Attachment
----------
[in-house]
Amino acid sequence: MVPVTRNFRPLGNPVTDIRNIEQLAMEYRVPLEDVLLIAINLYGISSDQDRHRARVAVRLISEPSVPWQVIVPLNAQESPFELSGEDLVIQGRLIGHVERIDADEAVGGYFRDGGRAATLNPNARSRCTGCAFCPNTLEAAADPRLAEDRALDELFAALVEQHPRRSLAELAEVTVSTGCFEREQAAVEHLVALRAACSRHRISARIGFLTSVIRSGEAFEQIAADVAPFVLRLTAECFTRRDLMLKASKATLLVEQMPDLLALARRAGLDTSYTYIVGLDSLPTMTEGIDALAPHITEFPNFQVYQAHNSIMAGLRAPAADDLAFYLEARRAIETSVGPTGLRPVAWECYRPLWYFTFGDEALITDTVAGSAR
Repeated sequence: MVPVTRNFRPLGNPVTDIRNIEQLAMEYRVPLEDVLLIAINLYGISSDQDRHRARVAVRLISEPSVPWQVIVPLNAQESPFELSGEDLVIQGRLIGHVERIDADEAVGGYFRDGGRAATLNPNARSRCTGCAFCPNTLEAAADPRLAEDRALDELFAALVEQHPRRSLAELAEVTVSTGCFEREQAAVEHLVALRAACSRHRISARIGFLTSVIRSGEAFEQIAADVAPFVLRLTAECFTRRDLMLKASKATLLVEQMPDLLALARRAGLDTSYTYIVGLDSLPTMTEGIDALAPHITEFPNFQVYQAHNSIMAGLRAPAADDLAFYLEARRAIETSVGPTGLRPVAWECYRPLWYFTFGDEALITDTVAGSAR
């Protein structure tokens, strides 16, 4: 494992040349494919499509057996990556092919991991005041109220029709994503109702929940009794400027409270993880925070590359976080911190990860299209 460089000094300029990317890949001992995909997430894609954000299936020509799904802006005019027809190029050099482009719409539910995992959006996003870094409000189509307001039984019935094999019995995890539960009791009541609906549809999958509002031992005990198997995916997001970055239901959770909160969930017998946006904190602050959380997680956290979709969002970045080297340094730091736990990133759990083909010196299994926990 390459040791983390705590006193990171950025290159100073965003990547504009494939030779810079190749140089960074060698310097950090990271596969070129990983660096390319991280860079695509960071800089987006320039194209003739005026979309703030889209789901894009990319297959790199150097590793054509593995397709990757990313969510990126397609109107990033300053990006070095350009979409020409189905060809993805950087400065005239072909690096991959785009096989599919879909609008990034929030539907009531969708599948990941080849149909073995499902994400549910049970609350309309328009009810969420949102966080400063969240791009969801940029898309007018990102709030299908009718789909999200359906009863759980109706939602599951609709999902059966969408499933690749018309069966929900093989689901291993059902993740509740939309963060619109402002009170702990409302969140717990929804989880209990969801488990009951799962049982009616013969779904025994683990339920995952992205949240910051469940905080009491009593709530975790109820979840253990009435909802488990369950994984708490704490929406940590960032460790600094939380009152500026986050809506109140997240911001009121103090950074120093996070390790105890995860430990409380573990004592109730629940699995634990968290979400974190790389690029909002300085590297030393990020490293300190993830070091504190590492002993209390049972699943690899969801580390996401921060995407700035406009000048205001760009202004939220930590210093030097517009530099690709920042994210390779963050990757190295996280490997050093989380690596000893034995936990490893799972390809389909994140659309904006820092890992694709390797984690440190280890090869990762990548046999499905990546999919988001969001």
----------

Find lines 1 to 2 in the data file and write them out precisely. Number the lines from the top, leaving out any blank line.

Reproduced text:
[in-house]
Amino acid sequence: MVPVTRNFRPLGNPVTDIRNIEQLAMEYRVPLEDVLLIAINLYGISSDQDRHRARVAVRLISEPSVPWQVIVPLNAQESPFELSGEDLVIQGRLIGHVERIDADEAVGGYFRDGGRAATLNPNARSRCTGCAFCPNTLEAAADPRLAEDRALDELFAALVEQHPRRSLAELAEVTVSTGCFEREQAAVEHLVALRAACSRHRISARIGFLTSVIRSGEAFEQIAADVAPFVLRLTAECFTRRDLMLKASKATLLVEQMPDLLALARRAGLDTSYTYIVGLDSLPTMTEGIDALAPHITEFPNFQVYQAHNSIMAGLRAPAADDLAFYLEARRAIETSVGPTGLRPVAWECYRPLWYFTFGDEALITDTVAGSAR